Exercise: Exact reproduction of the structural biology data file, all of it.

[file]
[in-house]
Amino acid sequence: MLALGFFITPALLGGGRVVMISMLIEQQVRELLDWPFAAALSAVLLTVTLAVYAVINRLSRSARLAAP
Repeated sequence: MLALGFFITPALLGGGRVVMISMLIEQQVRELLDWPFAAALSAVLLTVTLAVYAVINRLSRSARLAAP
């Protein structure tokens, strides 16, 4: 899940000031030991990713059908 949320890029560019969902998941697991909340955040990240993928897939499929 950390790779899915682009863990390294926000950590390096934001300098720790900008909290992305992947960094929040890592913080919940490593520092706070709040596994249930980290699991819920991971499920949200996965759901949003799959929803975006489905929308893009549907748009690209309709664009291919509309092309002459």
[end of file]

[in-house]
Amino acid sequence: MLALGFFITPALLGGGRVVMISMLIEQQVRELLDWPFAAALSAVLLTVTLAVYAVINRLSRSARLAAP
Repeated sequence: MLALGFFITPALLGGGRVVMISMLIEQQVRELLDWPFAAALSAVLLTVTLAVYAVINRLSRSARLAAP
């Protein structure tokens, strides 16, 4: 899940000031030991990713059908 949320890029560019969902998941697991909340955040990240993928897939499929 950390790779899915682009863990390294926000950590390096934001300098720790900008909290992305992947960094929040890592913080919940490593520092706070709040596994249930980290699991819920991971499920949200996965759901949003799959929803975006489905929308893009549907748009690209309709664009291919509309092309002459």